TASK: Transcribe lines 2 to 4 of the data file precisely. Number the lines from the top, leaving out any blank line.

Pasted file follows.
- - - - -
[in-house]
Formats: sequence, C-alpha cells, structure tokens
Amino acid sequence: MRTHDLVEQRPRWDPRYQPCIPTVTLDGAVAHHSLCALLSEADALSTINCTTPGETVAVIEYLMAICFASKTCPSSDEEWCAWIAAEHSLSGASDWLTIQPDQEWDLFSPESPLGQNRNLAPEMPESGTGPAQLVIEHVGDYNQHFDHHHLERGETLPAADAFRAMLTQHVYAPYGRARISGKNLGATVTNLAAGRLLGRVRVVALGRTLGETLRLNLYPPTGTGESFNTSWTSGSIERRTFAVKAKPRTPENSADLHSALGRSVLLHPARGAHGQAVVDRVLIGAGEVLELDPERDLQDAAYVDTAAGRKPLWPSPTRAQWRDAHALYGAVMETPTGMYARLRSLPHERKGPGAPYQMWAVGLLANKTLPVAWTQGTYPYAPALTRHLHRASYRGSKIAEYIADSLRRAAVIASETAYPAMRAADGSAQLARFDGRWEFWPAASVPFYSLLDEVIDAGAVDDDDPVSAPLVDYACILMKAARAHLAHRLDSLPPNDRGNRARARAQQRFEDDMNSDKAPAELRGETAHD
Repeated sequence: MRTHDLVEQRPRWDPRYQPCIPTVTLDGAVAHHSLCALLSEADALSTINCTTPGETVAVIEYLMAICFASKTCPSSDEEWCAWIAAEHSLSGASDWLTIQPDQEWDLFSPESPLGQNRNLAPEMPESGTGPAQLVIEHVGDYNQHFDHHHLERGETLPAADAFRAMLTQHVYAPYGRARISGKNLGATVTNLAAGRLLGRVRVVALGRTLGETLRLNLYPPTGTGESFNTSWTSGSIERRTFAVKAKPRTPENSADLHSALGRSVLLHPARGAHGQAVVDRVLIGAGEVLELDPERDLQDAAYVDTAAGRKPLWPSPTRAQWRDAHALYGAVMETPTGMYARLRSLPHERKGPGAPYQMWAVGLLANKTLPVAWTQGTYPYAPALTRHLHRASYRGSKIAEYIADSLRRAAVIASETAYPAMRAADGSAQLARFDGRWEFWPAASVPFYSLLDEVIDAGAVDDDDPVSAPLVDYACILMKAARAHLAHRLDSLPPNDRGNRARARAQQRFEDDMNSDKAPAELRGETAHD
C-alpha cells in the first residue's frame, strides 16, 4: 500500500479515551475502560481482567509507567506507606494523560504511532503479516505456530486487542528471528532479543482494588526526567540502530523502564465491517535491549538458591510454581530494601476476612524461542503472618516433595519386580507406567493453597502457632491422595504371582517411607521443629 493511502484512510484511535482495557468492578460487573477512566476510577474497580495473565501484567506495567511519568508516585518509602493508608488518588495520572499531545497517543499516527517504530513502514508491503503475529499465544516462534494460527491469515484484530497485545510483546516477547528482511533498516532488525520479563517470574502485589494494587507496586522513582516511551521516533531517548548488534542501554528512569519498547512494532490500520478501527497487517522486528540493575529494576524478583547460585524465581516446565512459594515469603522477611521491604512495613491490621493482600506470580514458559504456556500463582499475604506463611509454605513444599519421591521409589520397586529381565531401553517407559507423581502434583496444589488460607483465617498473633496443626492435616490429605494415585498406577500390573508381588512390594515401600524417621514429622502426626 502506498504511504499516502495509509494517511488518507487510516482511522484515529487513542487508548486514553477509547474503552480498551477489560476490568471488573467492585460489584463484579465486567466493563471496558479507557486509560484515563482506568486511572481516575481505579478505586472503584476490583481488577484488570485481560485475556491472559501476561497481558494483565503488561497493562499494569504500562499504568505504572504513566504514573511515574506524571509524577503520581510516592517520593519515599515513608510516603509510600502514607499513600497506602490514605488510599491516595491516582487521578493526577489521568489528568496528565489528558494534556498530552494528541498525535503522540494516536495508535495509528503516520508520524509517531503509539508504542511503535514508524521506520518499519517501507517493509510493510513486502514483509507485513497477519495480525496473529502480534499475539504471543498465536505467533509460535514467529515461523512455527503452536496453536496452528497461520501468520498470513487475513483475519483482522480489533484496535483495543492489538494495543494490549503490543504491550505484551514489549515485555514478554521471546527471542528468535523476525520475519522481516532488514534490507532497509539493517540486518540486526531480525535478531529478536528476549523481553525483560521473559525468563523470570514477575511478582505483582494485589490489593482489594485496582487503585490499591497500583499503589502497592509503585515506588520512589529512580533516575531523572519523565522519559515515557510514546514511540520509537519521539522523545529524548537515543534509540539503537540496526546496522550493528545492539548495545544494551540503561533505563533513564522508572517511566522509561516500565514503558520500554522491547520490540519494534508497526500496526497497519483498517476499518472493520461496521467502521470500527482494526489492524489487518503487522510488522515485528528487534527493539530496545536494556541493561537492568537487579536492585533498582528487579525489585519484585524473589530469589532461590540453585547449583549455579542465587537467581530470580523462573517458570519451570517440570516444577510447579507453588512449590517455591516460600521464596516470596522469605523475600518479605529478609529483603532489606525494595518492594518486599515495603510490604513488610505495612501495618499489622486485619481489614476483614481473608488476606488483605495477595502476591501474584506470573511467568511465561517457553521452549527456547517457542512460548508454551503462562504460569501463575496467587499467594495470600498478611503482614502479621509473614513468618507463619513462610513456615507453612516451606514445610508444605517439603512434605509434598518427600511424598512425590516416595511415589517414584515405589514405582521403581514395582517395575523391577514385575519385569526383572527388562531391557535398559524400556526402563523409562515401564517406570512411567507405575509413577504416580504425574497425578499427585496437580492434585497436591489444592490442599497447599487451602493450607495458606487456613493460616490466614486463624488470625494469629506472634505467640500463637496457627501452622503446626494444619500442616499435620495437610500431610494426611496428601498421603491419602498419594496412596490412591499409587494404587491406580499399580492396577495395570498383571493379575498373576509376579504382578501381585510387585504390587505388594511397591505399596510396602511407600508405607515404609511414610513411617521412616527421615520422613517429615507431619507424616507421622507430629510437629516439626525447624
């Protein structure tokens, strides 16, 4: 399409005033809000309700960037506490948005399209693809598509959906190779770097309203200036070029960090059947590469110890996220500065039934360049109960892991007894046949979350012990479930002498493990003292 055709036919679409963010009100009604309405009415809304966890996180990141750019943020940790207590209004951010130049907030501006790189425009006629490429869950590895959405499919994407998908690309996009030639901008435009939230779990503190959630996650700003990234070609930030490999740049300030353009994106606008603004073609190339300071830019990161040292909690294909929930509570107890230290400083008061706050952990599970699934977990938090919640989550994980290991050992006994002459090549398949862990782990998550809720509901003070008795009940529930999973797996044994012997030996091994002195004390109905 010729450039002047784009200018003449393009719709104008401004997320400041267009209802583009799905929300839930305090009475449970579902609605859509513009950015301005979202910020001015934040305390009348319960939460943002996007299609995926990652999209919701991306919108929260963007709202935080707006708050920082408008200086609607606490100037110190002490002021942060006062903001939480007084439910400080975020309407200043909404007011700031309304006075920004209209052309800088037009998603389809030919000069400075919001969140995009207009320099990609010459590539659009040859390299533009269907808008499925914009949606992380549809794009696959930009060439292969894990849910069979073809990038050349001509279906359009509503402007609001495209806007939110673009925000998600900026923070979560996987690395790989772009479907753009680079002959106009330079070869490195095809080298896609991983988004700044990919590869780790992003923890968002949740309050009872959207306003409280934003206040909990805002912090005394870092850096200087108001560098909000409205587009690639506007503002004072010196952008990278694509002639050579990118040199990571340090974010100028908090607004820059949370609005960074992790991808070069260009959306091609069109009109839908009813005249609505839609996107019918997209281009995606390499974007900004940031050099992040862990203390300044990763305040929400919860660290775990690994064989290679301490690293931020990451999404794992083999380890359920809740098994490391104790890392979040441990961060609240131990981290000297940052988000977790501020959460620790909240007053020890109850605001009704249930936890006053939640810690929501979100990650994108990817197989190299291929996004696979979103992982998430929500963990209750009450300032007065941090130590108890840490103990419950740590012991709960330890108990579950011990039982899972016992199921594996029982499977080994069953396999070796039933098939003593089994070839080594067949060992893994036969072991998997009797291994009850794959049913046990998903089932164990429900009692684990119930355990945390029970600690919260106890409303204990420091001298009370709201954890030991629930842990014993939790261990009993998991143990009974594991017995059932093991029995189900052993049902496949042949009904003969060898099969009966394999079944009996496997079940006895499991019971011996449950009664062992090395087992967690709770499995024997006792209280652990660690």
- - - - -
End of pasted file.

Formats: sequence, C-alpha cells, structure tokens
Amino acid sequence: MRTHDLVEQRPRWDPRYQPCIPTVTLDGAVAHHSLCALLSEADALSTINCTTPGETVAVIEYLMAICFASKTCPSSDEEWCAWIAAEHSLSGASDWLTIQPDQEWDLFSPESPLGQNRNLAPEMPESGTGPAQLVIEHVGDYNQHFDHHHLERGETLPAADAFRAMLTQHVYAPYGRARISGKNLGATVTNLAAGRLLGRVRVVALGRTLGETLRLNLYPPTGTGESFNTSWTSGSIERRTFAVKAKPRTPENSADLHSALGRSVLLHPARGAHGQAVVDRVLIGAGEVLELDPERDLQDAAYVDTAAGRKPLWPSPTRAQWRDAHALYGAVMETPTGMYARLRSLPHERKGPGAPYQMWAVGLLANKTLPVAWTQGTYPYAPALTRHLHRASYRGSKIAEYIADSLRRAAVIASETAYPAMRAADGSAQLARFDGRWEFWPAASVPFYSLLDEVIDAGAVDDDDPVSAPLVDYACILMKAARAHLAHRLDSLPPNDRGNRARARAQQRFEDDMNSDKAPAELRGETAHD
Repeated sequence: MRTHDLVEQRPRWDPRYQPCIPTVTLDGAVAHHSLCALLSEADALSTINCTTPGETVAVIEYLMAICFASKTCPSSDEEWCAWIAAEHSLSGASDWLTIQPDQEWDLFSPESPLGQNRNLAPEMPESGTGPAQLVIEHVGDYNQHFDHHHLERGETLPAADAFRAMLTQHVYAPYGRARISGKNLGATVTNLAAGRLLGRVRVVALGRTLGETLRLNLYPPTGTGESFNTSWTSGSIERRTFAVKAKPRTPENSADLHSALGRSVLLHPARGAHGQAVVDRVLIGAGEVLELDPERDLQDAAYVDTAAGRKPLWPSPTRAQWRDAHALYGAVMETPTGMYARLRSLPHERKGPGAPYQMWAVGLLANKTLPVAWTQGTYPYAPALTRHLHRASYRGSKIAEYIADSLRRAAVIASETAYPAMRAADGSAQLARFDGRWEFWPAASVPFYSLLDEVIDAGAVDDDDPVSAPLVDYACILMKAARAHLAHRLDSLPPNDRGNRARARAQQRFEDDMNSDKAPAELRGETAHD